A currency tailwind is behind a £1bn increase in BAE's revenue to £17.8bn, while operating profits rise 16%. The full year dividend is 2% higher, at 21.3p. The shares rose 2. 5% on the news.
2016's explosive political events have significant read-across for BAE.
The sell-off in sterling after the Brexit vote has added extra value to the group's significant overseas revenues, and Donald Trump's victory in the US election has raised hopes that a series of bumper orders could be on the way.
In the run-up to the vote, Trump consistently spoke of the need to expand the US military budget. So while global tensions are low by historic standards, and significant military action thankfully appears some way off, hopes are high that BAE will still benefit from an increase in spending.
In the wider context, defence markets have been tough for years, so we could see some improvement as austerity eases. However, while the US president may still be fond of hulking machines that make big explosions, the nature of modern warfare might have leapfrogged modern weaponry. A laser guided missile is little use against a cyber-threat. A battle tank is a tad blunt against an insurgency, whilst jet fighters are only really needed if your opponent has them too.
Defence companies will never be redundant, we fear, but we may be at an inflection point, where their traditional weapon platforms, tanks, jets, subs and missiles, are less important than data processing and surveillance capabilities. The Cyber & Intelligence business, which deals with cyber security, both national and commercial, is an area BAE is keen to grow, but it may be a while before this division makes a substantial contribution to group profit.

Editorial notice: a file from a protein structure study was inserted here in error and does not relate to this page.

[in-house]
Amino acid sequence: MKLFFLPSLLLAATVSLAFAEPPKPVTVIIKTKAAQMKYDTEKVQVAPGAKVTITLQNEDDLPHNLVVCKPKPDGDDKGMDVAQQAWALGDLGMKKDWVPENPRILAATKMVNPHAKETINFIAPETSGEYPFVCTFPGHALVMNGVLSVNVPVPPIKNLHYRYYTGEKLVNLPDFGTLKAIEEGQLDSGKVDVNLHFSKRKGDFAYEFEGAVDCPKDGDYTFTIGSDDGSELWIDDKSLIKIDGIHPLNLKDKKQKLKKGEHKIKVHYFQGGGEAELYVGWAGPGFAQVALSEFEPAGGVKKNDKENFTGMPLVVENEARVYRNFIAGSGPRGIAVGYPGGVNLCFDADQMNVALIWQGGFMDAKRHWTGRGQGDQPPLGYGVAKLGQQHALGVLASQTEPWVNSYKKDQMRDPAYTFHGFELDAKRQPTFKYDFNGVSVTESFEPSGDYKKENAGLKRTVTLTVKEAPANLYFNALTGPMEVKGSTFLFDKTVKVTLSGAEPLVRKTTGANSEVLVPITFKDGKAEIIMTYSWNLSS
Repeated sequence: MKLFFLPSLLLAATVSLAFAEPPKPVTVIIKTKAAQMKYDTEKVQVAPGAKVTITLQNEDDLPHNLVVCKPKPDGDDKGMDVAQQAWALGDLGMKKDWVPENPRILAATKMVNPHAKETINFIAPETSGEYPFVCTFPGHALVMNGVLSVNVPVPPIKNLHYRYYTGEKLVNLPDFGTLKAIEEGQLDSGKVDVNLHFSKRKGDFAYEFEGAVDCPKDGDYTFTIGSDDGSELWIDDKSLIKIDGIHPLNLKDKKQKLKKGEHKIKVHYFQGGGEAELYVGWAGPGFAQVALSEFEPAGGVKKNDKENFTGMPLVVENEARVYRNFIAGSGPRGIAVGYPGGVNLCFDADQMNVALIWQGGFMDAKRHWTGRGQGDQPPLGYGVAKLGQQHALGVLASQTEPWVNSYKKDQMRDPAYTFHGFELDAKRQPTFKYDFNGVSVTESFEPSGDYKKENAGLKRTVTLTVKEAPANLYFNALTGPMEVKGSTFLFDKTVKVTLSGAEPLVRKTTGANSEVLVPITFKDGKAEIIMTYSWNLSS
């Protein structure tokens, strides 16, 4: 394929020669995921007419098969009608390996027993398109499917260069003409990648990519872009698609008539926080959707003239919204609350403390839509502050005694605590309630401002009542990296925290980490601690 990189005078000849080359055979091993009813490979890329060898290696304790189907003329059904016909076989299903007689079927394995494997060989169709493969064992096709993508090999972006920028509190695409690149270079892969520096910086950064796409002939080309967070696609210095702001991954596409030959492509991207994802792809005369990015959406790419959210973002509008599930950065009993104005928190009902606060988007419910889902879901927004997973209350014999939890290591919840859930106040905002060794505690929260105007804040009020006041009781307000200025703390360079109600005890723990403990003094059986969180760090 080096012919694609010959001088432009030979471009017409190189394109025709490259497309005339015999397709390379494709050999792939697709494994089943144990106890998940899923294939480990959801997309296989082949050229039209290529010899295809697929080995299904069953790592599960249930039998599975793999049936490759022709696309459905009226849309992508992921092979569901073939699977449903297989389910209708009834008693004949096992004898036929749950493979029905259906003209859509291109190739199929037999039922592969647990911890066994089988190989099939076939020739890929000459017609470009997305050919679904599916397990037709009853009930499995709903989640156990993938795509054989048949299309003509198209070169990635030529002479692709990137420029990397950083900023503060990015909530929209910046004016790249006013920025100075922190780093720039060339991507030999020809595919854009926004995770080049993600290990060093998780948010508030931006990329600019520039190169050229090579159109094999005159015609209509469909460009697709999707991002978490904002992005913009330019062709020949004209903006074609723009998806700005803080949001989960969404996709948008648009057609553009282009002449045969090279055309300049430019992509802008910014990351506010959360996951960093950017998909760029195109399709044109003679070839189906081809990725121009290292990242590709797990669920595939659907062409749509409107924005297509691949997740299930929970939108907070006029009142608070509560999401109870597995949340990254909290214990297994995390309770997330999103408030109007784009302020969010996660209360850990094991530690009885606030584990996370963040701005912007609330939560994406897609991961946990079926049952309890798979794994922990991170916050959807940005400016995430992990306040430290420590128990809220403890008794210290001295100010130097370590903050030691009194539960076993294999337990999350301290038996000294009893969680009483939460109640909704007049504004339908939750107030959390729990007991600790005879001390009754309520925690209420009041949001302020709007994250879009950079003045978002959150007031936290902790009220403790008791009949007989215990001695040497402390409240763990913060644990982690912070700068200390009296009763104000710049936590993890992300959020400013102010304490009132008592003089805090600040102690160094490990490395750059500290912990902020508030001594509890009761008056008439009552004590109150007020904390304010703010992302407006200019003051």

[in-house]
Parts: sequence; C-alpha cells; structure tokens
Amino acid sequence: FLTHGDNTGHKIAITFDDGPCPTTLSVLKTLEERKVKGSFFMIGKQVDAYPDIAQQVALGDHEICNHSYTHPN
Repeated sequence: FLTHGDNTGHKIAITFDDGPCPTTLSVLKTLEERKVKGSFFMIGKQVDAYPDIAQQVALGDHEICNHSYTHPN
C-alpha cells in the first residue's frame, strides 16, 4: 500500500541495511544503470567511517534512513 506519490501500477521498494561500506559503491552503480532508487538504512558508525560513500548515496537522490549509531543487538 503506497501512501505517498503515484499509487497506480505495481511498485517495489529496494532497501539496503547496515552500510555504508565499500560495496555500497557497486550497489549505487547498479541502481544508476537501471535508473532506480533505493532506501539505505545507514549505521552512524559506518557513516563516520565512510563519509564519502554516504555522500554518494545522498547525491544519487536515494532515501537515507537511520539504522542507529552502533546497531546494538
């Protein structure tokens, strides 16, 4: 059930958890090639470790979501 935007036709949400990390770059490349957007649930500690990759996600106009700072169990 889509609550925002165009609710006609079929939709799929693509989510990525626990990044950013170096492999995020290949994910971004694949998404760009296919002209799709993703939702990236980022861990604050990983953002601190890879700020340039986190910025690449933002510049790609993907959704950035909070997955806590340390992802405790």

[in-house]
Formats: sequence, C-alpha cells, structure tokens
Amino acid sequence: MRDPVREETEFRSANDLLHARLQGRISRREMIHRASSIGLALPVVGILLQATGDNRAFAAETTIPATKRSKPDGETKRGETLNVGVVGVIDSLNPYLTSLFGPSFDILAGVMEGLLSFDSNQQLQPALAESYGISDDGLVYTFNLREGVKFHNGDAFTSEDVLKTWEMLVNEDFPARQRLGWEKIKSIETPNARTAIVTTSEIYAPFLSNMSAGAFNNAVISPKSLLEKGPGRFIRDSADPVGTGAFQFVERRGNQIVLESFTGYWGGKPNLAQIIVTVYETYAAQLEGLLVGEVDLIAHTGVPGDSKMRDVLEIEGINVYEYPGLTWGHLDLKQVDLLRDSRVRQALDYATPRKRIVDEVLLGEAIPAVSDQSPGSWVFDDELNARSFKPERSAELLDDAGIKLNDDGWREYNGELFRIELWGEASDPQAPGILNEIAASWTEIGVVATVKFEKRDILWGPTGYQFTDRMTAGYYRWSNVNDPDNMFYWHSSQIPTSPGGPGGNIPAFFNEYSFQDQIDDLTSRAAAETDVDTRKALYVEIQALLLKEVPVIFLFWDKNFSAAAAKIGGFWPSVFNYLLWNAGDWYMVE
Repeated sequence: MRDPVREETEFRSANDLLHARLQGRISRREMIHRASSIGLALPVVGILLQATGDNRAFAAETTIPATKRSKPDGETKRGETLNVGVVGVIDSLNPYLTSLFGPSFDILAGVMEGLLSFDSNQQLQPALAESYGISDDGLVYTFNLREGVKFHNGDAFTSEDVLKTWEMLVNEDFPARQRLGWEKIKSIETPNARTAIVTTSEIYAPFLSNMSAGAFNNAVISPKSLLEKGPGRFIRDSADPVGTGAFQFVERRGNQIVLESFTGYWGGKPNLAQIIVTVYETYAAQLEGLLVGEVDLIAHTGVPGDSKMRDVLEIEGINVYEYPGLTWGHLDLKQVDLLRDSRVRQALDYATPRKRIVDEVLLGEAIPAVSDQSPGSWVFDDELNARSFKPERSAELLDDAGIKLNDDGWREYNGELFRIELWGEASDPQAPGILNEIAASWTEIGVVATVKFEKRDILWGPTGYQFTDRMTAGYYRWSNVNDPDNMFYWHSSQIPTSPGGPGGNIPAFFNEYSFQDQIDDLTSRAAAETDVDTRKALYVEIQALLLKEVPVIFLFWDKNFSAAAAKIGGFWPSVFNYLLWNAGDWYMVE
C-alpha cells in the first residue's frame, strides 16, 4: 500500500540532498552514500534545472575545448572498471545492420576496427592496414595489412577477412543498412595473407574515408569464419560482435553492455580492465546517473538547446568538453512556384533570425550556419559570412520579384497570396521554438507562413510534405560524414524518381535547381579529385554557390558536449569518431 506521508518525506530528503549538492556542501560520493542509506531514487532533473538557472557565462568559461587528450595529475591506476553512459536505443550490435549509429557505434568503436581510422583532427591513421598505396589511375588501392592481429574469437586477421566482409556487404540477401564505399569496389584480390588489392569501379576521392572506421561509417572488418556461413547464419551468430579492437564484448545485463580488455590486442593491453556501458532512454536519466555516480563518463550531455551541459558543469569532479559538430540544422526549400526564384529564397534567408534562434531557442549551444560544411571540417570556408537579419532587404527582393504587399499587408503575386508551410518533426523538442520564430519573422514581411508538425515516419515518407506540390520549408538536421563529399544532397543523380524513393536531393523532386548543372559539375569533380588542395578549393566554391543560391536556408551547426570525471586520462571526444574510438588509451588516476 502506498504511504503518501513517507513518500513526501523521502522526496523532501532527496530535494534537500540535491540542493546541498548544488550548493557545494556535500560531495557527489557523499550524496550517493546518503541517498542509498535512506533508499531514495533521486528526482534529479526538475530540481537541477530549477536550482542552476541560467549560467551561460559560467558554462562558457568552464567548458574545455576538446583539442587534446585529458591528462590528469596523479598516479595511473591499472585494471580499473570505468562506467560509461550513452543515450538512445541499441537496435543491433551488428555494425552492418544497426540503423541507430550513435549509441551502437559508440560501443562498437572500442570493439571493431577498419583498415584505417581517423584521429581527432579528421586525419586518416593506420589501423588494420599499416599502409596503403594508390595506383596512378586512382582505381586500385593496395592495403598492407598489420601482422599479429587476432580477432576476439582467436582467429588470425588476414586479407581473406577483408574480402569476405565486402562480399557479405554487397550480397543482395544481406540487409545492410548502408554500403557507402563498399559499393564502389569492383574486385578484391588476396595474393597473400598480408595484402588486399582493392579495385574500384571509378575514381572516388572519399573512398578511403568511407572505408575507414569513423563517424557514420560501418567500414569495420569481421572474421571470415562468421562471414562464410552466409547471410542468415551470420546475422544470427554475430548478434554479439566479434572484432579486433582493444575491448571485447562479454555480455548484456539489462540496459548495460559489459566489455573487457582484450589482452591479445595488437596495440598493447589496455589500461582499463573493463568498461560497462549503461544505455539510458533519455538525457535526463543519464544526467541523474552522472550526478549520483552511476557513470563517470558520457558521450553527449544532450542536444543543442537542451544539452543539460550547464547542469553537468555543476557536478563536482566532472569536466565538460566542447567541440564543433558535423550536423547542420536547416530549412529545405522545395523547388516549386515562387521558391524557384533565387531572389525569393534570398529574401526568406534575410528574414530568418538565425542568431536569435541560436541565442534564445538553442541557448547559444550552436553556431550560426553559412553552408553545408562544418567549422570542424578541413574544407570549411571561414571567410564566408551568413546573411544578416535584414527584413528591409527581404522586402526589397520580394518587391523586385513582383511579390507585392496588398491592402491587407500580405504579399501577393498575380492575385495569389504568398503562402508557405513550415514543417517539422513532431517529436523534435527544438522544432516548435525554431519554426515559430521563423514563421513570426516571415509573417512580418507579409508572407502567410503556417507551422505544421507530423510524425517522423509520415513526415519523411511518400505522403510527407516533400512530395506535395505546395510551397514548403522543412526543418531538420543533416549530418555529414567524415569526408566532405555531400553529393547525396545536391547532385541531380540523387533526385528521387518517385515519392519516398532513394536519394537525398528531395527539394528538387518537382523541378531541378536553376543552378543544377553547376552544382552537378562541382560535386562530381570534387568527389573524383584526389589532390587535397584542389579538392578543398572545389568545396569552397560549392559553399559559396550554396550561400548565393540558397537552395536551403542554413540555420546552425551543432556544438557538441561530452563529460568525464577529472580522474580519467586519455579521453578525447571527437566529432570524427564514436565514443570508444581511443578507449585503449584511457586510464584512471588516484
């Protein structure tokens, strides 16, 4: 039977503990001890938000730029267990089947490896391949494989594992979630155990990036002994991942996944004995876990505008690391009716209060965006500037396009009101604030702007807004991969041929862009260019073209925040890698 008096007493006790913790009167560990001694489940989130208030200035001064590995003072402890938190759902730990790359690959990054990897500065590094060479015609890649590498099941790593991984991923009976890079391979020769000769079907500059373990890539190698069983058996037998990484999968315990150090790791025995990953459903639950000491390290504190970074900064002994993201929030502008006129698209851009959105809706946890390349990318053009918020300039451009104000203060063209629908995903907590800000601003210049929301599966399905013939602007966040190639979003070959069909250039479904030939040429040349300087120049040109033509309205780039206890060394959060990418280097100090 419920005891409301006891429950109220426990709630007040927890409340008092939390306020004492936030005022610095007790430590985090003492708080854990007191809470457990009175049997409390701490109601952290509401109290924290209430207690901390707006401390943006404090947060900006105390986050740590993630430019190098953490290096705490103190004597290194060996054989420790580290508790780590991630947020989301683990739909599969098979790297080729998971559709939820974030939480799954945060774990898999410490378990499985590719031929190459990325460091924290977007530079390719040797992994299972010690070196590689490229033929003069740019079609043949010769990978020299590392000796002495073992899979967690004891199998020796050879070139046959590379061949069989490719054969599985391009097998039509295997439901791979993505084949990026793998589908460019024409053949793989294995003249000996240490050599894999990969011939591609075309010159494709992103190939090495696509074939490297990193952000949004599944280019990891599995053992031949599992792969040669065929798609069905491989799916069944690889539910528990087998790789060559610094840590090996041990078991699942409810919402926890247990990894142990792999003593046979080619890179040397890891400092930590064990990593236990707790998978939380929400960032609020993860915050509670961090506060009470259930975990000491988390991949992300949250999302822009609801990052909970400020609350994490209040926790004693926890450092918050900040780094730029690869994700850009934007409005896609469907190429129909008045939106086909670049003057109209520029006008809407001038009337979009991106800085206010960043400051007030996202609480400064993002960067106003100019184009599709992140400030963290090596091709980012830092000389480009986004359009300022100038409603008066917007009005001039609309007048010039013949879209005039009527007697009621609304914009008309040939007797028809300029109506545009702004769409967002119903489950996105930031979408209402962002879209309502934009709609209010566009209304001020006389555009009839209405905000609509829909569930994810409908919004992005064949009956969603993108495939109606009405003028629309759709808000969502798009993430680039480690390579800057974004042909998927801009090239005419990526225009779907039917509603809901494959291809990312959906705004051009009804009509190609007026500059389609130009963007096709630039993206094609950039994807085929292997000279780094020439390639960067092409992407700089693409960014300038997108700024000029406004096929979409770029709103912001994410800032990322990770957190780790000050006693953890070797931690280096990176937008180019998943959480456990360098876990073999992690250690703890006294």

For the time though, the group's £42bn order backlog and established long-term relationships with the US, Saudi Arabia and the UK government give the group excellent revenue visibility, which should support the dividend. BAE offers investors a prospective yield of 3.6%, with analysts expecting both the dividend and earnings to increase steadily in the coming years although there are no guarantees.
Full year results:
In Electronic Systems, which produces and develops a range of hi-tech military equipment, sales and the order backlog were both broadly unchanged in constant currency terms, at £3.3bn and £5.2bn respectively. Contract awards included the F-35 Lightning II electronic warfare systems and the F-15 Eagle Passive Active Warning Survivability System. Operating profits in the division were £474m.
The Cyber Security & Intelligence division generated £59m of operating profits, with Applied Intelligence achieving double-digit order intake and sales growth.
Operating profits in the group's Platforms & Services, which includes vehicles and weapons for military use on air, land and sea, rose in all three regional divisions. UK operating profits were £780m, with £182m in the US and £365m internationally as higher revenues and favourable exchange rates provided a boost. The renewal of the five-year support contract in Saudi Arabia helped International order intake double to £6.2bn.
Looking ahead, BAE believes that there are signs that the US defence budget could be returning to growth. The group is confident long term relationships with the UK, Saudi Arabia and Australia will be developed further.
Unless otherwise stated, all estimated figures, including prospective dividend yields, are taken from a consensus of analyst forecasts compiled by Thomson Reuters. These estimates should not be taken as a reliable indicator of future performance.
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